Can’t Afford a Home? Consider Buying One with Friends
Mary PurcellSeptember 10, 2018
Shirley Jackson couldn’t believe her luck when she scored half of a duplex in an upscale neighborhood in Berkeley, California by buying it through a Tenancy in Common (TIC) in 1994.
With a limited budget, she had been having trouble finding a place she could afford in the neighborhood she coveted. The co-owner offered to finance the purchase for her and 14 years later, her loan was paid in full. “It was really a good deal for me,” she says. “I probably wouldn’t have been able to live in this neighborhood if I didn’t buy a home this way.”
Like Jackson, many people have found it difficult to buy a home on their own. However, buying with friends or family can bring homeownership within reach by reducing your down payment, monthly mortgage and ongoing expenses like maintenance, insurance and taxes.
Different strokes for different folks
Here are the most common ways to co-own property:
- Buy a single-family home together. That means you will be co-owners and live under the same roof.
- Purchase a multi-unit property that allows you each to have your own unit. That way you just share title, expenses and common areas, such as the back yard.
- Partner with an investor in an equity share, in which the investor supplies the down payment and you occupy the home and pay the mortgage. This involves no co-habitation and very little shared decision-making. (See sidebars for more details.)
“What unites all these things is that they provide a way for people to get what they want without a lot of the costs and hassles of doing it alone,” says Andrew Sirkin, a San Francisco attorney who specializes in TIC co-ownership arrangements.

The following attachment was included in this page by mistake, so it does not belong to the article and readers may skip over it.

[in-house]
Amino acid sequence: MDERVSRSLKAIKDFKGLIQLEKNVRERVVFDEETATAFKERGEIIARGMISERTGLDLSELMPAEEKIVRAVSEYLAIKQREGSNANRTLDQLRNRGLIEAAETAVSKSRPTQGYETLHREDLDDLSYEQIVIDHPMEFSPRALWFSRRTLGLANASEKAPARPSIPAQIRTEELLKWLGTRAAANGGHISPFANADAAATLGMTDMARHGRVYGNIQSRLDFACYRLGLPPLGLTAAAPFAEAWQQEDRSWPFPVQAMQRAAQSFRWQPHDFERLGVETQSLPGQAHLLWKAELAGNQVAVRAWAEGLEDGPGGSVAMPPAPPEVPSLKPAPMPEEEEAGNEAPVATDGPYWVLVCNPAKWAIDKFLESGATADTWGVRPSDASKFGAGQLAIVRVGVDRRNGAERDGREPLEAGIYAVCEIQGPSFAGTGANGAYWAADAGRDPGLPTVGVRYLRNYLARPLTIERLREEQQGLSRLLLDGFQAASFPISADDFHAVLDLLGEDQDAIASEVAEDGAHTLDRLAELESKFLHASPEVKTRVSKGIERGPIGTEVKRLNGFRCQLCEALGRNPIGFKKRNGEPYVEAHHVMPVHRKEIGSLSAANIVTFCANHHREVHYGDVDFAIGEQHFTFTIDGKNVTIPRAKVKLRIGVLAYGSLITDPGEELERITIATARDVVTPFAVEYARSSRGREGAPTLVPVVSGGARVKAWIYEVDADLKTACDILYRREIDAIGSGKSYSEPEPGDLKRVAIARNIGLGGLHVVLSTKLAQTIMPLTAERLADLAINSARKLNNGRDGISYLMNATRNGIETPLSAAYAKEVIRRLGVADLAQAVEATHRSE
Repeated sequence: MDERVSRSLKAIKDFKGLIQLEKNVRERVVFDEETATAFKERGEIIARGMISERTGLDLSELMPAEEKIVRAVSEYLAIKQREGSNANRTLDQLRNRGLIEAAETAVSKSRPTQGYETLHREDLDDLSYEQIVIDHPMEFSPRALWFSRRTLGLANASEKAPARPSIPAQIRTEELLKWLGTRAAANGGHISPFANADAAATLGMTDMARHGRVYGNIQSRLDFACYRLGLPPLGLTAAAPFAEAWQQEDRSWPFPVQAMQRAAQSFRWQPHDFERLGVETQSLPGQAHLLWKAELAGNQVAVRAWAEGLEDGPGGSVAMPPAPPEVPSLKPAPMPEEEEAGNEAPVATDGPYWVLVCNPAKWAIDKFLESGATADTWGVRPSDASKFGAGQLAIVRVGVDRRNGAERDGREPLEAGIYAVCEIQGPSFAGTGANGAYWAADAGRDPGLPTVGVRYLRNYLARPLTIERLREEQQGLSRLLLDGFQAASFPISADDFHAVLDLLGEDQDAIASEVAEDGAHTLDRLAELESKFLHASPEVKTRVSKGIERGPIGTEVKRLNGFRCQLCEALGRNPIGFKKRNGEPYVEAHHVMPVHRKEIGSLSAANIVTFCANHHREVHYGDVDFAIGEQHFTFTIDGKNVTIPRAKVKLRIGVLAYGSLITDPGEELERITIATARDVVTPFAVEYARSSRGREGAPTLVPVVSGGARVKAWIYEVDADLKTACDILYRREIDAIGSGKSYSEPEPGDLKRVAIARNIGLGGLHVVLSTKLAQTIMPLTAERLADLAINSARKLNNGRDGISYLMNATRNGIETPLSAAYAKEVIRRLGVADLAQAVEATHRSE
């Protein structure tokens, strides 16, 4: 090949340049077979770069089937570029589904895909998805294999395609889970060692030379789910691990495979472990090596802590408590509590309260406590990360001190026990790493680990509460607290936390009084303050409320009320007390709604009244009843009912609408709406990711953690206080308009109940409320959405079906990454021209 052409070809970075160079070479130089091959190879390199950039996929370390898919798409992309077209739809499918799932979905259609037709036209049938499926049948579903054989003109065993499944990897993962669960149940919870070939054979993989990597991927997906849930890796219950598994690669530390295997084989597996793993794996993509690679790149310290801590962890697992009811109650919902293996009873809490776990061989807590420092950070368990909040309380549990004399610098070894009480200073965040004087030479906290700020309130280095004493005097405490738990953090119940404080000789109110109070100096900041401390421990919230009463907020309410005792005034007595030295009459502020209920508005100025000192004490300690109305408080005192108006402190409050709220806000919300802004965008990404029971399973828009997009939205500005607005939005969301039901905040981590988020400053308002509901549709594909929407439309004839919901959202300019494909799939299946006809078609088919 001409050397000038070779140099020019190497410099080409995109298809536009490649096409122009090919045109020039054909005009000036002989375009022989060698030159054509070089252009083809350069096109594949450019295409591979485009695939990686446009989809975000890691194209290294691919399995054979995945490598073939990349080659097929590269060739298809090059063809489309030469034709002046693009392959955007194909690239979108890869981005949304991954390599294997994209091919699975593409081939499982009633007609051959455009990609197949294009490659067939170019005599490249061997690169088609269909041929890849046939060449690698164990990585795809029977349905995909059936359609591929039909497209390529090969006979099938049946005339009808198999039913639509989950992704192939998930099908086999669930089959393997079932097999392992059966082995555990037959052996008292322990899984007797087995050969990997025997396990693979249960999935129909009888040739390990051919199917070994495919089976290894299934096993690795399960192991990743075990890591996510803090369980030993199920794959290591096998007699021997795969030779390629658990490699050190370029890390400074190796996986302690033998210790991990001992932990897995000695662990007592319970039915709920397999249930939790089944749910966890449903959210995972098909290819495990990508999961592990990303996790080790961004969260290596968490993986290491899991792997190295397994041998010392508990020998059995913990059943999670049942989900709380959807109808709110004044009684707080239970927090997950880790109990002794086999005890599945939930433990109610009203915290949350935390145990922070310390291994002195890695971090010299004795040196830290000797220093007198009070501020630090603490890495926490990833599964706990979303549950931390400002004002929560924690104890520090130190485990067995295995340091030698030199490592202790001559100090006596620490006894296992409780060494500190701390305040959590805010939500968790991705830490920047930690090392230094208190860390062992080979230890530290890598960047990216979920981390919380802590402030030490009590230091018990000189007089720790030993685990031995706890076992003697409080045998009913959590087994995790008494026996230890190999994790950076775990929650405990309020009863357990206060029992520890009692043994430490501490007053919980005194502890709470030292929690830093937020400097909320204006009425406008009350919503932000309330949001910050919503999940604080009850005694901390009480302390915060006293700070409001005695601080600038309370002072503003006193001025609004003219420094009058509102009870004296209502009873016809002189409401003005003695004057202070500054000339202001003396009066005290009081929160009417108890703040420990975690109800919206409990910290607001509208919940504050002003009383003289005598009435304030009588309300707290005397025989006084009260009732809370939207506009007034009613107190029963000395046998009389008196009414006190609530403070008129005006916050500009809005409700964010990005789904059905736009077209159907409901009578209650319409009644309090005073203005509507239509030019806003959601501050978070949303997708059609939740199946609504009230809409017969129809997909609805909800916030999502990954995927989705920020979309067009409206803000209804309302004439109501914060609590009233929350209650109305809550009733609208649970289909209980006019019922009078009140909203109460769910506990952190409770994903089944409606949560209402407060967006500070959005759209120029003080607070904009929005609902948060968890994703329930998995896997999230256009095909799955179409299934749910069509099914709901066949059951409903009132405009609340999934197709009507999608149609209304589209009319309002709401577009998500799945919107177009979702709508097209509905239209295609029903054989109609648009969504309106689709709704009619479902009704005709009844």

Of course, co-ownership also involves risks. If your co-owner fails to make mortgage payments, your credit score might suffer and you could even lose your home. Before you jump into co-ownership, carefully consider the risks and consult an attorney to iron out the details.
Jackson, for example, would have benefitted from some legal advice up front. Once she made the difficult decision to sell, she confronted another challenge. Her co-owner had spent decades starting – but never finishing – home improvement projects, leaving his portion of the duplex in poor condition.
“If someone wants to live that way, that’s their choice,” she says. “But now that we want to sell, it’s a real problem because we’re not going to get the money the property is worth.”
Unfortunately, she found out the hard way that a co-owner’s space can affect your bottom line: A loan facilitator told them a buyer might not even be able to get a loan for the property in its current condition. Worried and frazzled, Jackson began investigating other options.
Here’s what Sirkin advises for friends and relatives who want to buy a home together:
Get it in writing.
Co-owners – even when they are relatives or best friends – don’t always see eye to eye. In fact, Sirkin says buying with friends or family tends to be riskier than buying with strangers. “The tendency of friends and family to handle things informally and try to avoid conflict actually make the likelihood of a dispute greater,” he says. Plus, the stakes are much higher because simmering conflicts can damage or even destroy important relationships. For these reasons, “it’s critical for groups of family or friends to work out the details of their co-ownership and put those in a written agreement,” says Sirkin. Among other things, the agreement should cover things like property use, managing expenses, and an exit strategy.